Business Leadership Organization: Metro Government Crucial to Region's Survival

Feb 17, 2017

Centerstate CEO President Rob Simpson.
Credit centerstateceo.com

The head of the region’s leading business development group says the consensus commission’s report present opportunities to streamline operations for developers.  It's the latest of many perspectives in our series examining the potential impact of the commission’s recommendations.

One of the ideas is to combine the county and city industrial development agencies into a single entity.  Centerstate CEO President Rob Simpson says his office was the first to applaud when the mayor and county executive co-located those offices but not their operations.  After a few years, though, even that agreement fell apart.  now they’re back to square one.

"We don't need an environment where developers can come in and shop one IDA against another," Simpson said.  "We also don't need an environment where it appears from the outside looking in as if city interests and suburban interests are being pitted against each other in a game of development war.  That's not the image we want to project to the world."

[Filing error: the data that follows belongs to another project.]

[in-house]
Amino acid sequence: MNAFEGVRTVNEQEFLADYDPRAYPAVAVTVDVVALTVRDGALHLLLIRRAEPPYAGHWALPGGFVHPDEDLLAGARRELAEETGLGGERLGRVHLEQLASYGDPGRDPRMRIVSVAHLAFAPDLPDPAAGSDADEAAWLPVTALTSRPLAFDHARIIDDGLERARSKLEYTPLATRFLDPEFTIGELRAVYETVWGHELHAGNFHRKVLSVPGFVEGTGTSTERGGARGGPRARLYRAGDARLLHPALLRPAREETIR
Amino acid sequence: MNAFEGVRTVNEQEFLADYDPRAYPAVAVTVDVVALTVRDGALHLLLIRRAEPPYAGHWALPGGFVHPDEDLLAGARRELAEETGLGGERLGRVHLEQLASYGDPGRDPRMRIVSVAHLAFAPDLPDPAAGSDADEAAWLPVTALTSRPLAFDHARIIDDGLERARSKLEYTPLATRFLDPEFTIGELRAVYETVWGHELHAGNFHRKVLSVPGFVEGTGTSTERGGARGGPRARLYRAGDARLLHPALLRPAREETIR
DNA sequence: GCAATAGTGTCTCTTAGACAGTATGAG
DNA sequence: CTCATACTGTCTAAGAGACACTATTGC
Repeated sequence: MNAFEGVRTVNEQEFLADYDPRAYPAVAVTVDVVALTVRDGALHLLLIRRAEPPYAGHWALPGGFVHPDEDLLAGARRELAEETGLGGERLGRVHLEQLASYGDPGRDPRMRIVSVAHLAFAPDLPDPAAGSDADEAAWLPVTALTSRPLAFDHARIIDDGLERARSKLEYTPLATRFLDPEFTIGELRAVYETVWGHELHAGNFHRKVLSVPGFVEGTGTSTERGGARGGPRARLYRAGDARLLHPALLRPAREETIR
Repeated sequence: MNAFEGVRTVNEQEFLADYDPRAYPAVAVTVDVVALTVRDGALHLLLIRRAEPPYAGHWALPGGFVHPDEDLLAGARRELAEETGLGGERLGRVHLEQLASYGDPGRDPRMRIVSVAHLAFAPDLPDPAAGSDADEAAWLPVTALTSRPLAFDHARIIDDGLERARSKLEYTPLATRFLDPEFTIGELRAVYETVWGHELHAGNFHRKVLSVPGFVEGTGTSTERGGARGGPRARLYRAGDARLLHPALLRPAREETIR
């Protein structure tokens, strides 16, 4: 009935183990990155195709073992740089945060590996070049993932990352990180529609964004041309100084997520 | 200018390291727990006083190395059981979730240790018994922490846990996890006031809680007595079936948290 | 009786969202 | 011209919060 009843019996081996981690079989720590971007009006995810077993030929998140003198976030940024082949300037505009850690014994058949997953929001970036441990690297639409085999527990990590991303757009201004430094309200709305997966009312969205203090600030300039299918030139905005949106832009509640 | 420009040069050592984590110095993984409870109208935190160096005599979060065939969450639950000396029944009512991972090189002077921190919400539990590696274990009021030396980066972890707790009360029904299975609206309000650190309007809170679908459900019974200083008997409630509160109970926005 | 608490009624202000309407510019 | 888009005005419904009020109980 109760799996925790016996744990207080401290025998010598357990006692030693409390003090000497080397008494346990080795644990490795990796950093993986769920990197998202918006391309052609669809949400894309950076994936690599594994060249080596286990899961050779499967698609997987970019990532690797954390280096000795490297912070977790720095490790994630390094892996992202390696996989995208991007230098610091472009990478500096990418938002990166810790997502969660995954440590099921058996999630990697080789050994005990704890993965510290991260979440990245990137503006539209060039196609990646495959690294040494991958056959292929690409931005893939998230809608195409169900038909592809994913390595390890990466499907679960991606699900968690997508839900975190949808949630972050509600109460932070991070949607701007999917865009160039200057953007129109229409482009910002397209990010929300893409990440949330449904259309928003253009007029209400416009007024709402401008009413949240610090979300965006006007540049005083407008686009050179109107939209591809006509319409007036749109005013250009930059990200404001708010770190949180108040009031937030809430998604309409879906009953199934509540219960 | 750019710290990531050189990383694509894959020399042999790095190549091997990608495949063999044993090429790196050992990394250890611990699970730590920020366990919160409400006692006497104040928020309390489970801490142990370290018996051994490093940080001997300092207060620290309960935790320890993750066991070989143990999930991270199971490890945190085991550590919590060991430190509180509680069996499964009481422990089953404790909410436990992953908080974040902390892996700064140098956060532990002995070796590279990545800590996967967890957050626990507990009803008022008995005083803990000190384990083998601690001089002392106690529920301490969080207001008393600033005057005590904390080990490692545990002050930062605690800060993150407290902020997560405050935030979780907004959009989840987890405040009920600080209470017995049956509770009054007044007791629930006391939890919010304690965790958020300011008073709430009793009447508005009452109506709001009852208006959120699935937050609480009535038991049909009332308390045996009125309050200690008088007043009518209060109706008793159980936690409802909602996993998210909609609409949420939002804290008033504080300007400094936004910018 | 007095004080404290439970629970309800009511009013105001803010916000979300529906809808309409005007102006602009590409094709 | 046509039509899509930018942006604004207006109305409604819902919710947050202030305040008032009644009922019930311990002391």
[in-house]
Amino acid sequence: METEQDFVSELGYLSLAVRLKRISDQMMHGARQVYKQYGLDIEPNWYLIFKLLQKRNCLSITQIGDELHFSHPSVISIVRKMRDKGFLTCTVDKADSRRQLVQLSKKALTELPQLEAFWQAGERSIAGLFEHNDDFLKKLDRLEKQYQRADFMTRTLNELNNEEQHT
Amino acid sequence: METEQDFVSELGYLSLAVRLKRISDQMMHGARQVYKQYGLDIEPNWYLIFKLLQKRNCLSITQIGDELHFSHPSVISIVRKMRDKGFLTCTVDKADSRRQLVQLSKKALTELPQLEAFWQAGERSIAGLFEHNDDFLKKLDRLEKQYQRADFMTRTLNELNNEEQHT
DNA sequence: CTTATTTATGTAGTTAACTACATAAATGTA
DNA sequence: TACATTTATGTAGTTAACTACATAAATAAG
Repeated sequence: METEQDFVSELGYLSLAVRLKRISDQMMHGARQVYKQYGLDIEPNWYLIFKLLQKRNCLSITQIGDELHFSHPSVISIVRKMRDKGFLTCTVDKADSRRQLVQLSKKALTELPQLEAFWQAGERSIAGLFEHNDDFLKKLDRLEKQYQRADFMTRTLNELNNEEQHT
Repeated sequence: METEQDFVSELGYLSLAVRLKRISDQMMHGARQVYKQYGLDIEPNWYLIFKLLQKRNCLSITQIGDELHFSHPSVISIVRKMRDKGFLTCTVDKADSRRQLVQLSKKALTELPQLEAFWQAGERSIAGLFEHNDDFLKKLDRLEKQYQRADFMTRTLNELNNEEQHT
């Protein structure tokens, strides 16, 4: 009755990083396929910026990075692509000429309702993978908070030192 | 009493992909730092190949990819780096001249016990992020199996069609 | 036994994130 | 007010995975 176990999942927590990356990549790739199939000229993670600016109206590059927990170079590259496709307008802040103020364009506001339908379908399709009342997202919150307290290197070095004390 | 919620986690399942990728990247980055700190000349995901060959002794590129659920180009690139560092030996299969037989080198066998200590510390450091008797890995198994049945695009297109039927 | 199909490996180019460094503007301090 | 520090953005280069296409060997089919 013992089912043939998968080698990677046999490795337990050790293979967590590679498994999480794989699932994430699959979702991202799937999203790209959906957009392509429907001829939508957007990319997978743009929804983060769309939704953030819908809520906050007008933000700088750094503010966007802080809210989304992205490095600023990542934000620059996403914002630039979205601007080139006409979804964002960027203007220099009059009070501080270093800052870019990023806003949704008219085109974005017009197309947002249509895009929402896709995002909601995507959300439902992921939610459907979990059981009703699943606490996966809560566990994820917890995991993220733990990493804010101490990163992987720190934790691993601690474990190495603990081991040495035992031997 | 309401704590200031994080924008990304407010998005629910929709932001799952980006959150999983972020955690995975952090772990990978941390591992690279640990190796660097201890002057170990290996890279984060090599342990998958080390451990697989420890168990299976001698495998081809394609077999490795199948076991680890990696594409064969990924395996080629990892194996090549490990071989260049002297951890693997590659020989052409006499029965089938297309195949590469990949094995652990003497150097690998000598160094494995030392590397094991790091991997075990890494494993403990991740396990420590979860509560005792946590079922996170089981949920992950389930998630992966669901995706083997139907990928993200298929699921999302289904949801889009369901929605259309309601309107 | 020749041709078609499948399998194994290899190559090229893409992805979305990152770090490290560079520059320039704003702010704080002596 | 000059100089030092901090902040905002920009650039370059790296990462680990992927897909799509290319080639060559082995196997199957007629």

Simpson says the region needs to have its act together in one office to manage business interests.  He says that’s just one example of how the community continues to operate in a divided way, even though the area is truly one economy.  Simpson says 27 of the county’s 36 municipalities are projected to run a deficit or significantly raise taxes in the next decade to stay afloat.

"The fiscal condition facing our communities is dire," Simpson said.  "The economic circumstance for Central New York is one that is well known to all of us.  We're not seeing the same level of growth we would like.  Our demographic story tells a similar path...30 to 40 years of  demographic decline with population exodus. We believe that doing nothing is only going to lead us to a worse situation."  

 

Simpson says that could mean no local control by residents, municipalities or businesses.

"At some point in the future, someone from outside our community is going to come in and dictate the terms change," Simpson said.  "Whether that's a fiscal control board or a receiver...given the fact that we can all see the train coming at us, we think it's a much better alternative for us to work together, sit at the same table, and plot a future that allows us to be successful going forward."

Simpson says a metropolitan government has proven to work in other places and reap significant benefits.  he dismisses any notion that it would amount to a county takeover of the city or that it would be forced on the towns and villages.  But Simpson feels they might choose to participate if services can be delivered more effectively at a lower cost.